Students in classrooms across the nation found a new source for learning material in STEM through Learning Blade’s online program.

Educators around the United States were presented with a unique challenge in March when the coronavirus pandemic created the need for a “new normal” and forced changes in both how students were taught and how they learned.

Students in classrooms across the nation found a new source for learning material in language arts, mathematics, social studies and science online through the Learning Blade’s online STEM and computer science career awareness program. Teachers implemented Learning Blade not only to help teach subject areas but also help them learn about potential STEM and computer science careers. The program is popular in numerous school districts across the nation.

Learning Blade is designed to provide engaging resources that expose students to STEM-related career opportunities and help them develop key skills as they move forward. This approach to STEM education focuses on activities that can be utilized both in a self-paced game environment and as practice in academic classrooms. Resources can be printed as well to serve students who do not have internet access.

“I love Learning Blade,” said Dr. Lori Lambert, a STEM Academy IT Instructor in Lexington, S.C. “It has been amazing and very user friendly. Dr. Lambert began using Learning Blade after schools had closed due to COVID-19. “As a teacher for 26 years, I wish we had this years ago.” Lambert said. Parents and students found value in the program. “Several of my parents emailed me saying they enjoyed Learning Blade because it applies to what they do in their jobs and they could relate to it. It made helping their own kid learn much easier. They said they were actually completing the assignment with their kid,” Lambert said. “(Students say) it’s fun to learn about things that really happen in our world.”

Cabot, Arkansas, teacher Tim Hobbs found a way to connect his student to the spread of infectious disease and make learning relevant for students while learning from home by using the “Flu Outbreak” mission on Learning Blade. “It showed our students how computer science relates to the real world,” said Hobbs. “It’s a wonderful program that opens up real possibilities in STEM and serves as an introduction into different jobs and careers.”

Hobbs has been using Learning Blade for four years. “I strongly encourage career development and computer teachers to use Learning Blade to give students an introduction to the real-world STEM and CS careers.”

In Alabama, Boeing played a role in sharing Learning Blade across the state in an effort to introduce students to STEM careers “Boeing has been in Alabama for more than a half a century, with its engineers and researchers playing key roles in developing the innovative aerospace technologies of tomorrow,” said Tina Watts, community investor for Boeing Global Engagement. “It is essential to expose students in the state to the critical skills that will make them successful in STEM — unlocking their futures to opportunities through emerging technologies.”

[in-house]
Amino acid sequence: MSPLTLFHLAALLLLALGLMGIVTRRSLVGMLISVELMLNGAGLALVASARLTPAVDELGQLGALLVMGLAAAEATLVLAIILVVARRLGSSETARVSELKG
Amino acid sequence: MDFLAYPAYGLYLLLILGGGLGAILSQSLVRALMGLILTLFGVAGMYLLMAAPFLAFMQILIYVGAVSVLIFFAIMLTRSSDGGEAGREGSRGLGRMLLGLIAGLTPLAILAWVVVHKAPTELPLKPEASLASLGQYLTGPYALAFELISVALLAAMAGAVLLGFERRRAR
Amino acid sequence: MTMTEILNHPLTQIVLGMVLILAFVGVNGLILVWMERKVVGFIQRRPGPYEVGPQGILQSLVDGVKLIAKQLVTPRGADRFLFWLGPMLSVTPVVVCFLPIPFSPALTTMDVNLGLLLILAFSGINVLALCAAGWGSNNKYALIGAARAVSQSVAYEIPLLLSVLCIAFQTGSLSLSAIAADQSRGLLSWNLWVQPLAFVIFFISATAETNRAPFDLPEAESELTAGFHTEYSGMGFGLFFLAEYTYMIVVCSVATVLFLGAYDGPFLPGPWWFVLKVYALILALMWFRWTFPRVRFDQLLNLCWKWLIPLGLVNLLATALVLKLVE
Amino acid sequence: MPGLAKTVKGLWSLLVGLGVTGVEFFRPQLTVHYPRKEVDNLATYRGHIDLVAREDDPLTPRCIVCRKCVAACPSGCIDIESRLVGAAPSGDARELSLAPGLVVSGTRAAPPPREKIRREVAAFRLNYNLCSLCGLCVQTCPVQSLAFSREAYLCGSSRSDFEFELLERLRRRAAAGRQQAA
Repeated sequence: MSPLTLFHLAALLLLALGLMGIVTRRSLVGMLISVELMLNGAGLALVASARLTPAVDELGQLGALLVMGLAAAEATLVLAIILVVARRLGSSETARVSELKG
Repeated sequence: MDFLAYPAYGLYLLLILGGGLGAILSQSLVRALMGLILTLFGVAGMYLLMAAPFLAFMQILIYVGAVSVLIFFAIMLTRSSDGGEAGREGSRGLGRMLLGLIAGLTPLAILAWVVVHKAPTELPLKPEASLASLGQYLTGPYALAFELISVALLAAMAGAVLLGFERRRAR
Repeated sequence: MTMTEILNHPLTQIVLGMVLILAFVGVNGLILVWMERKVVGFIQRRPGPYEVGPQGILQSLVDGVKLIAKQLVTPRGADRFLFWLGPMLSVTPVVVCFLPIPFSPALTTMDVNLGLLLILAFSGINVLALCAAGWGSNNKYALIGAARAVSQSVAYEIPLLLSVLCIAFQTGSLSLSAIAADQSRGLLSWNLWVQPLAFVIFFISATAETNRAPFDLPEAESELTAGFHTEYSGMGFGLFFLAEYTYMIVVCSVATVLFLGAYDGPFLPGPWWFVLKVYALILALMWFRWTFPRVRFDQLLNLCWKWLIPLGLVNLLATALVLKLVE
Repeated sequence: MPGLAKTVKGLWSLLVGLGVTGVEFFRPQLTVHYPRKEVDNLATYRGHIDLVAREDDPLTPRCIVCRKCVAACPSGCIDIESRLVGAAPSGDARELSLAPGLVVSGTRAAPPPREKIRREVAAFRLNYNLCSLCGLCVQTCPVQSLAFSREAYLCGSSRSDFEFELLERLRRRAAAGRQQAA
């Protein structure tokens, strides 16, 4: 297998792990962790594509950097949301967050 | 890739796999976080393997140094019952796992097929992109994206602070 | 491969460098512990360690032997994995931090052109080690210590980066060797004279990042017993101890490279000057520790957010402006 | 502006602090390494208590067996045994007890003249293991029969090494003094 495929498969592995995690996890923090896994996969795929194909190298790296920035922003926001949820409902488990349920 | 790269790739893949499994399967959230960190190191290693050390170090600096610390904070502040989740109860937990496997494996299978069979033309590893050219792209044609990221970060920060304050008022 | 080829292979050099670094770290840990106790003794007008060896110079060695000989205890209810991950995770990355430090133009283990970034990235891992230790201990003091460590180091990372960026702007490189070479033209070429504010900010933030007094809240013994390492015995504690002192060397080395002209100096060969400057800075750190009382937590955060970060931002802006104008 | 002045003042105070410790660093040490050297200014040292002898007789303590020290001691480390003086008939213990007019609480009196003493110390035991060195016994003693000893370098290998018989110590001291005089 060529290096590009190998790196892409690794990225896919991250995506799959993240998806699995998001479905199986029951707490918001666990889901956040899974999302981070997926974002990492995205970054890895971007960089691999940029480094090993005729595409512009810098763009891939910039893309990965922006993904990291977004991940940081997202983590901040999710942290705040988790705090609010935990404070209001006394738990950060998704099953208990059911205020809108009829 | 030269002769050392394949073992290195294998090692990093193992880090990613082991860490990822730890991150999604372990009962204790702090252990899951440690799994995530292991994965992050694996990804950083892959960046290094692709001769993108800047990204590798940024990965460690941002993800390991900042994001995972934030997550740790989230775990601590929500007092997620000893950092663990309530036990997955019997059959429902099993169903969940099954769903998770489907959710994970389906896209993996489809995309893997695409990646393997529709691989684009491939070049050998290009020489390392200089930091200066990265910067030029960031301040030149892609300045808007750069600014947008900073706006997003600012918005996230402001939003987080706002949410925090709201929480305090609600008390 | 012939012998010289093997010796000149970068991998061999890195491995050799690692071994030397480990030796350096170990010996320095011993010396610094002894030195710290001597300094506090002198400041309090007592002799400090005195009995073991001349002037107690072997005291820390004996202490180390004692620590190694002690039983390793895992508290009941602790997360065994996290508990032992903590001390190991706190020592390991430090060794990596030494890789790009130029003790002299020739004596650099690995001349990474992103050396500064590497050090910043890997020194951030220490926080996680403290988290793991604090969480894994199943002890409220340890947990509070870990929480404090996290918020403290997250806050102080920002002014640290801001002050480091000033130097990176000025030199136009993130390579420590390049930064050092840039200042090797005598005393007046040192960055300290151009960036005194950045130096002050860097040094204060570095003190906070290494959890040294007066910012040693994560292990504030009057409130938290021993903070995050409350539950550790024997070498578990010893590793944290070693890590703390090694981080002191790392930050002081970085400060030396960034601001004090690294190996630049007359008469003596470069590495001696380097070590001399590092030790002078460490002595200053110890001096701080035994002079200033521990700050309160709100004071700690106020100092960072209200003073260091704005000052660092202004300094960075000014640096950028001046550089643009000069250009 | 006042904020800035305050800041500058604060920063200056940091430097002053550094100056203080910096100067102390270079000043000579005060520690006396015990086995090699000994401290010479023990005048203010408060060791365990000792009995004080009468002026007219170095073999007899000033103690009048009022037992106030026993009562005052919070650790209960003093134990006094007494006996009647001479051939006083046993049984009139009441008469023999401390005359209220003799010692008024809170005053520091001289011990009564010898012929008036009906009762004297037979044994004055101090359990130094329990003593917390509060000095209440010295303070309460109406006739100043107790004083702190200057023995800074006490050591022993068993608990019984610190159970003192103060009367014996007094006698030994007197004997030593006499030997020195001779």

“You don’t know what you like until you try it.” Middle school student Esha from Huntsville Alabama said. “With Learning Blade, you know exactly what you like because it allows you to explore different careers.” Misty Kudlas a technology teacher in Decatur City, Alabama, says, “The students love Learning Blade. It’s very engaging, they constantly find out different things they didn’t know, and most importantly how it can apply to their lives both now and in the future.” Kudlas used the program throughout the school year. When schools shut down and students went to entirely remote learning, Kudlas was able to successfully implement Learning Blade for distance learning supporting her students continued academic growth.

At Southern Middle School in Pulaski County KY, students completed thousands of distance STEM lessons in Learning Blade, enough to win a 3D printer from Learning Blade partner FlashForge USA. “Students really seem to enjoy completing the Learning Blade lessons,” added eighth grade science teacher James Cox. “The activities do a great job of connecting cross curricular content with real world scenarios.”

This past school year, many Learning Blade schools in AR, AL, GA, ID, KY, MD, MN, MO, TN won an Adventurer Three 3D printer from Learning Blade partner FlashForge USA for completing 5,000 online STEM lessons in a school year. For example, two schools in Memphis TN, Raleigh Egypt High School and John P Freemen Optional School, continued to use Learning Blade during school closure and reached the 5,000-lesson goal with students completing lessons from home.

In Chattanooga, Tennessee, STEM and Engineering Teacher, Joshua Payne uses Learning Blade in all his classes and has been using Learning Blade for years to supplement his curriculum. “During the school shutdown it was really a lifesaver for me. It gave me something kids could do at home that was meaningful and attain new knowledge on their own,” said Payne.

Learning Blade was created by Thinking Media which has assembled a team of accomplished professionals in the STEM, education and technology space to offer this resource cost-effectively.   “We are pleased that so many states have recognized the value of having a supplemental distance learning system for this unusual time for our country and are using Learning Blade to provide valuable learning, “states Sheila Boyington, CEO of Thinking Media.

Contact info@learningblade.com for more information.

www.learningblade.com